Ground Loops in Meridian, Mississippi, Geothermal Applications

You’ve just bought or are looking into buying a a new heating and cooling system. Maybe you’re considering a new Geothermal HVAC. Whatever the situation, you undoubtedly want to know a little more about how such a system works.

Geothermal HVACs variously cool and heat your home by extracting ground temperature. This works because of an underground system called a geothermal ground loop.

Ground loops are basically just a series of pipes buried in the earth. Several basic kinds of these systems are used for heating and cooling commercial or residential buildings.

The way it works is, antifreeze fluid flows through these plastic pipes to transfer heat quickly and efficiently up to a heat pump in your house.

There exist four different sorts of ground loops: Open Loop, Pond Loop, Horizontal Loop and Vertical Loop. All four are split into two distinct categories: either they’re open loop systems or closed loop systems. The right system for your house is contingent on the building and its environment. Home systems usually use vertical or horizontal loops.

Below are additional details on each type of ground loop.

Closed systems, which include vertical, horizontal, and pond loops, continuously circulate water through them.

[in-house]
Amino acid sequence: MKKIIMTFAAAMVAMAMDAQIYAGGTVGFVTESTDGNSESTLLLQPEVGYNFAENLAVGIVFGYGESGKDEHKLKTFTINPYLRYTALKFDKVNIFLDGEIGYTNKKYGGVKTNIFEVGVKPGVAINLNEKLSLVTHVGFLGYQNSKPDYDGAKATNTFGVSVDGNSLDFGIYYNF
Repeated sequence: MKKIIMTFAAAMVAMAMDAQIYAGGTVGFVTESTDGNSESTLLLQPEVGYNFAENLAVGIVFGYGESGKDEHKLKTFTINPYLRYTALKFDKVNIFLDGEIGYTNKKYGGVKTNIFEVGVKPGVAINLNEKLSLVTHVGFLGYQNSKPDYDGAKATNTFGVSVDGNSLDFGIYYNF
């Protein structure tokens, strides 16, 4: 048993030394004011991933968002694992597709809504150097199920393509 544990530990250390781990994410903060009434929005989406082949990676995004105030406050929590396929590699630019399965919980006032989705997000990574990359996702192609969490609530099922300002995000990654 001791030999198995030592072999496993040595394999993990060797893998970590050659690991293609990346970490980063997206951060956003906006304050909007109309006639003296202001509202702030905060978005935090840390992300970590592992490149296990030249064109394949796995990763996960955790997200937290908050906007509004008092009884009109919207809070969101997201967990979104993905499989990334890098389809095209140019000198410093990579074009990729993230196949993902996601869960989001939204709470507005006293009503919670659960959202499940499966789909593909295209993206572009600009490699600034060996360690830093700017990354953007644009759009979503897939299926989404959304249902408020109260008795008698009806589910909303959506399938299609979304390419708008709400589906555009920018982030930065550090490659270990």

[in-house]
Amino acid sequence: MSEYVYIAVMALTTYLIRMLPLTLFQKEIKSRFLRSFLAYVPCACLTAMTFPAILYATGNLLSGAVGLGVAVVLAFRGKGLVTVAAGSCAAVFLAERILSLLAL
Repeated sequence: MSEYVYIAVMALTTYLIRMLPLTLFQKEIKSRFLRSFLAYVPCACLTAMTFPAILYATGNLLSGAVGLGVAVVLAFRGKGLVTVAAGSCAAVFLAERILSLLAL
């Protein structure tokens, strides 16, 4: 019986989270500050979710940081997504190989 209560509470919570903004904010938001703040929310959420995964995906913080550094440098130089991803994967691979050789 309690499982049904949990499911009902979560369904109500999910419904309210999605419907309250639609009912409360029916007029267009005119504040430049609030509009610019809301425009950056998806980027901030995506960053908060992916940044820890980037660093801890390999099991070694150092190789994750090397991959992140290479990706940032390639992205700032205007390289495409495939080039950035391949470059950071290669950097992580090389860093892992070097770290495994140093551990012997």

Vertical ground loops are the most common type used residentially because, unlike horizontal loops, they don’t require a significant amount of space. They’re installed by drilling small holes in the ground that go 100-400 feet deep. Then pipes are driven into the holes and connected below the ground to form the vertical loop. Next, extra pipes are attached that channel fluid to the indoor system to transfer the needed temperature from the ground.

A horizontal loop system takes up much more space but is generally not as pricey because it uses only 2 straight pipes placed 6 inches underground over an area of ¼ to ¾ acre.

In order to install a pond loop system, you obviously must be close to a pond, lake, pond, or well. Coils are installed vertically and affixed to the bottom of the water source. Water is then transferred through more pipes underground to a pump, where the heat is pulled out and cool water is put back into the pond. That said, in order for this system to work, the water can never be be acidic or else pipes will corrode and filters will need to be replaced often.

The major difference between open and closed looped systems is the open loop’s need for a sufficient source of groundwater, a well or a pond, for instance. From there, it directly pumps water into the heat pump unit to be used in heating and cooling your house or other structure.

Most often, used water is disposed off in either of the following ways: through surface drainage or water re-injection. In returning the water back to the earth, it is important to note that there is no pollution generated. The only difference in water that’s processed through a geothermal heat pump is a negligible change in temperature.

Prior to installing an open loop system, it is critical to know whether a well or pond holds enough water to power your geothermal heat pump, and that it won’t use up a neighbor’s well source. Be sure to check with your local contractor on whether there’s enough water at hand to go ahead with installing an open loop geothermal heating system.